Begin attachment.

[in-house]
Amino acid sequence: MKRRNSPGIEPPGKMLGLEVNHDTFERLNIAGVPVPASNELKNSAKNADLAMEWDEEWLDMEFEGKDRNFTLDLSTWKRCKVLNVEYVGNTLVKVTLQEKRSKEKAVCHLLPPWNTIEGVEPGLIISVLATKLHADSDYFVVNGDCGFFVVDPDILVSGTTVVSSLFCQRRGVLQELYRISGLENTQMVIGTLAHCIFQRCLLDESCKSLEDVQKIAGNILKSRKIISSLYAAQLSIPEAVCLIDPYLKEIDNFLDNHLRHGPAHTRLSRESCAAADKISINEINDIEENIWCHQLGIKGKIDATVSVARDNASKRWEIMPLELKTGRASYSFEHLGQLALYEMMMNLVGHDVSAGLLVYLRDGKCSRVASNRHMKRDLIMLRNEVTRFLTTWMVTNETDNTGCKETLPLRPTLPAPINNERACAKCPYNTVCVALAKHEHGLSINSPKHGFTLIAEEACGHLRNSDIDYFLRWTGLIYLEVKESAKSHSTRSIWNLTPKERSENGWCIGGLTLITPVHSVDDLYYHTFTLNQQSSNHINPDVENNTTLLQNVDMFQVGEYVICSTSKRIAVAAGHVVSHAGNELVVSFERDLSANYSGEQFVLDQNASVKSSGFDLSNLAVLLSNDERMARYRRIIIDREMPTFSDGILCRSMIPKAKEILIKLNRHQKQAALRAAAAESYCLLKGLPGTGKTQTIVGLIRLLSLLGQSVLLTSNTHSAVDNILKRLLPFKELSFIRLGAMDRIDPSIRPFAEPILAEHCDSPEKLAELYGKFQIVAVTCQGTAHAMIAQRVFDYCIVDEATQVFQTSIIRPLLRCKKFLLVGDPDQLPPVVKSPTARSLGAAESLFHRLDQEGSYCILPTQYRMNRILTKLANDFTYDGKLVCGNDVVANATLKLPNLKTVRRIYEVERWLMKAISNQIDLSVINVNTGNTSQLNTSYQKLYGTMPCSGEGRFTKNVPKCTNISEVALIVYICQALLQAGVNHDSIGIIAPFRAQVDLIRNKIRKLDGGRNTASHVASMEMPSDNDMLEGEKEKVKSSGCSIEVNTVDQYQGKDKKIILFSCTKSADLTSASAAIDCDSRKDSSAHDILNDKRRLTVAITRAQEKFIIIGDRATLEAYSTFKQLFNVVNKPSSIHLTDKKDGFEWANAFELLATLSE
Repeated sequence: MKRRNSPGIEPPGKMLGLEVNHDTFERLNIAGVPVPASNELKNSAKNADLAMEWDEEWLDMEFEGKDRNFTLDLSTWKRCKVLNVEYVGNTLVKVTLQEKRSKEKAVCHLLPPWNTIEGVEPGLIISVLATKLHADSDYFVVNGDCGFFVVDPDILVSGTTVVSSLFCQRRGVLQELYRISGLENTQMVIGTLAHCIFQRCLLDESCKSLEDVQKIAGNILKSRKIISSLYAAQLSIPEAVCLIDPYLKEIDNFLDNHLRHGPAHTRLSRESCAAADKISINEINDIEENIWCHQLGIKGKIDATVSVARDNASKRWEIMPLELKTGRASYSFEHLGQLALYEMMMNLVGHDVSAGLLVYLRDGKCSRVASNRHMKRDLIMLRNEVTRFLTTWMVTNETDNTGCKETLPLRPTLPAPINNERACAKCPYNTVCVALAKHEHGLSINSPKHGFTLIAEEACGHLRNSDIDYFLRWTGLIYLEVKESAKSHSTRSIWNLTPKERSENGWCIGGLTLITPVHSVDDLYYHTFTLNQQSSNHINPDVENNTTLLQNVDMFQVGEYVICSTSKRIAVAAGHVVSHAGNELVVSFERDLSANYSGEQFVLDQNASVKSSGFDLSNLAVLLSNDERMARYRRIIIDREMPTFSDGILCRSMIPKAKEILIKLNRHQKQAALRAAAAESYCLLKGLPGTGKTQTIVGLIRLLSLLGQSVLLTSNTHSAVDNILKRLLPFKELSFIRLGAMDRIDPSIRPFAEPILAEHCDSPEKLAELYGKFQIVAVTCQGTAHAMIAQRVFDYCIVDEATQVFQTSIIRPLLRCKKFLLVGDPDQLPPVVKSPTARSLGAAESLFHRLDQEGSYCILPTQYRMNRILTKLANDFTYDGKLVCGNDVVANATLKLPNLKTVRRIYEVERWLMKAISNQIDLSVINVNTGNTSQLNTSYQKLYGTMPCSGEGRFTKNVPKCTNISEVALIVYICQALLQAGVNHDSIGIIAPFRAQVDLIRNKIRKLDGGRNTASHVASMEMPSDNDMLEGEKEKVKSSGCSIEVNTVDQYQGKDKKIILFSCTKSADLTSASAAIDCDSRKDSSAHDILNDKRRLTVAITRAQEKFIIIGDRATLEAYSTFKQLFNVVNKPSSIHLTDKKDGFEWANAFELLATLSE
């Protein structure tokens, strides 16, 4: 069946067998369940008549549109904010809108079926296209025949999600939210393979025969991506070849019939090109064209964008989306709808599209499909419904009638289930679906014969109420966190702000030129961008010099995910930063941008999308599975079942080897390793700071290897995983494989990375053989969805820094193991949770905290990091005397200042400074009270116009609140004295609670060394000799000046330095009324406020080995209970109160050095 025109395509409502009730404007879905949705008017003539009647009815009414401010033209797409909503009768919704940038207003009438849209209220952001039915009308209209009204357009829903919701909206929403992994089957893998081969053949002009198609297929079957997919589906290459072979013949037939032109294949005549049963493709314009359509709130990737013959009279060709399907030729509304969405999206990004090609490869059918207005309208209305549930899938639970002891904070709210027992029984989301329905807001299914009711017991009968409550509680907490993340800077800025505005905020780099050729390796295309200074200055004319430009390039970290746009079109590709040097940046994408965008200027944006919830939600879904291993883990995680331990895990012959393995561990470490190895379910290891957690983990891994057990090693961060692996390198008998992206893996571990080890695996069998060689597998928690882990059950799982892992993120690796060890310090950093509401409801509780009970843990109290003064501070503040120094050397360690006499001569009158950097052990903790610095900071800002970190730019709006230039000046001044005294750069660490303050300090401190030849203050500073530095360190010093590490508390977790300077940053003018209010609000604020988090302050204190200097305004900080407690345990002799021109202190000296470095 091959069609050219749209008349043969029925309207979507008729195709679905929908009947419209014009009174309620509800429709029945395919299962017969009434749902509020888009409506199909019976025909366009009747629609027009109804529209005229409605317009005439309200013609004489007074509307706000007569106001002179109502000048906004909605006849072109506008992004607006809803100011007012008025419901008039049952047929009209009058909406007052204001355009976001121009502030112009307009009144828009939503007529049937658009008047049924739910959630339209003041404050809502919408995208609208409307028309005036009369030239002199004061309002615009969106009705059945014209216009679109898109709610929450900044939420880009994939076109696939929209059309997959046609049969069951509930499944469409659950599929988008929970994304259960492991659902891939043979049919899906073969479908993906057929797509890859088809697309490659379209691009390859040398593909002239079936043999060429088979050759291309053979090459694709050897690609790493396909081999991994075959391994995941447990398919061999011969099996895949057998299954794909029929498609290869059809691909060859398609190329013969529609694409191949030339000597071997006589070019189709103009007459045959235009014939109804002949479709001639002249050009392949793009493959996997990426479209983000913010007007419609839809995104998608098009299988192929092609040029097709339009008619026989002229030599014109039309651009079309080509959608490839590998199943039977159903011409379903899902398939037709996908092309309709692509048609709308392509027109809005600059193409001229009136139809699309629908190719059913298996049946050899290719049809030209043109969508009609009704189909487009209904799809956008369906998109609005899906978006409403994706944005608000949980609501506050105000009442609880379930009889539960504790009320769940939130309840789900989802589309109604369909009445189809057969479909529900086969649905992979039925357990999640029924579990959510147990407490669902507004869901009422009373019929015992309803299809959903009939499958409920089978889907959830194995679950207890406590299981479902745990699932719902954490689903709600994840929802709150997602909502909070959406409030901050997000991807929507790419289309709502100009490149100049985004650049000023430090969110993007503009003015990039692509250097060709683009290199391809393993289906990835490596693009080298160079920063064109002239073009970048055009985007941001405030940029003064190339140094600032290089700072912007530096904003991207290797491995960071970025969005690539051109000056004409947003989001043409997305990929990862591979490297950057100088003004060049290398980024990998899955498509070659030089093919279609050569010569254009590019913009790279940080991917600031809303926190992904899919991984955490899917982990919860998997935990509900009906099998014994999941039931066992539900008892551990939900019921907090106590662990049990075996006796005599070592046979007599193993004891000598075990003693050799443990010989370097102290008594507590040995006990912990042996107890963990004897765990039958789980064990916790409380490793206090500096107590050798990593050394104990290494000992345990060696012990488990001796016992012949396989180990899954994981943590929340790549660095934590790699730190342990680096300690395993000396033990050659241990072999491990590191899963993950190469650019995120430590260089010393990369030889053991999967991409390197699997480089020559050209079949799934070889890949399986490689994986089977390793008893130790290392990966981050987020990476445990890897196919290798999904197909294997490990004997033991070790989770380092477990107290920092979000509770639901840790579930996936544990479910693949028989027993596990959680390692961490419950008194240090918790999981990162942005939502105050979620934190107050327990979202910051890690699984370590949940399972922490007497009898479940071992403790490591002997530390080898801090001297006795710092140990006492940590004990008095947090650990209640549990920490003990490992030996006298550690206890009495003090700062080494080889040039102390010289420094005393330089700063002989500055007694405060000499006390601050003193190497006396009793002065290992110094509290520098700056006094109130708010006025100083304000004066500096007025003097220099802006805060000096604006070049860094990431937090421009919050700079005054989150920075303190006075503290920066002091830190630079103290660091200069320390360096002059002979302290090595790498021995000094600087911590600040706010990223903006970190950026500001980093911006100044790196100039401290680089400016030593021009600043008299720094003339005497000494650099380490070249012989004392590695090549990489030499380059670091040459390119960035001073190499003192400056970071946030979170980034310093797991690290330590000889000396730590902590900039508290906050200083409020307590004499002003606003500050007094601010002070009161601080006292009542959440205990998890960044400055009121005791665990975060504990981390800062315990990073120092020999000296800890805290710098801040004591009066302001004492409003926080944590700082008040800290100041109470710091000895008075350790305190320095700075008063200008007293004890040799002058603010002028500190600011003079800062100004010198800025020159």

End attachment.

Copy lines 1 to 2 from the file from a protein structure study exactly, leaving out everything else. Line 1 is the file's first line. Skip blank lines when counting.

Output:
[in-house]
Amino acid sequence: MKRRNSPGIEPPGKMLGLEVNHDTFERLNIAGVPVPASNELKNSAKNADLAMEWDEEWLDMEFEGKDRNFTLDLSTWKRCKVLNVEYVGNTLVKVTLQEKRSKEKAVCHLLPPWNTIEGVEPGLIISVLATKLHADSDYFVVNGDCGFFVVDPDILVSGTTVVSSLFCQRRGVLQELYRISGLENTQMVIGTLAHCIFQRCLLDESCKSLEDVQKIAGNILKSRKIISSLYAAQLSIPEAVCLIDPYLKEIDNFLDNHLRHGPAHTRLSRESCAAADKISINEINDIEENIWCHQLGIKGKIDATVSVARDNASKRWEIMPLELKTGRASYSFEHLGQLALYEMMMNLVGHDVSAGLLVYLRDGKCSRVASNRHMKRDLIMLRNEVTRFLTTWMVTNETDNTGCKETLPLRPTLPAPINNERACAKCPYNTVCVALAKHEHGLSINSPKHGFTLIAEEACGHLRNSDIDYFLRWTGLIYLEVKESAKSHSTRSIWNLTPKERSENGWCIGGLTLITPVHSVDDLYYHTFTLNQQSSNHINPDVENNTTLLQNVDMFQVGEYVICSTSKRIAVAAGHVVSHAGNELVVSFERDLSANYSGEQFVLDQNASVKSSGFDLSNLAVLLSNDERMARYRRIIIDREMPTFSDGILCRSMIPKAKEILIKLNRHQKQAALRAAAAESYCLLKGLPGTGKTQTIVGLIRLLSLLGQSVLLTSNTHSAVDNILKRLLPFKELSFIRLGAMDRIDPSIRPFAEPILAEHCDSPEKLAELYGKFQIVAVTCQGTAHAMIAQRVFDYCIVDEATQVFQTSIIRPLLRCKKFLLVGDPDQLPPVVKSPTARSLGAAESLFHRLDQEGSYCILPTQYRMNRILTKLANDFTYDGKLVCGNDVVANATLKLPNLKTVRRIYEVERWLMKAISNQIDLSVINVNTGNTSQLNTSYQKLYGTMPCSGEGRFTKNVPKCTNISEVALIVYICQALLQAGVNHDSIGIIAPFRAQVDLIRNKIRKLDGGRNTASHVASMEMPSDNDMLEGEKEKVKSSGCSIEVNTVDQYQGKDKKIILFSCTKSADLTSASAAIDCDSRKDSSAHDILNDKRRLTVAITRAQEKFIIIGDRATLEAYSTFKQLFNVVNKPSSIHLTDKKDGFEWANAFELLATLSE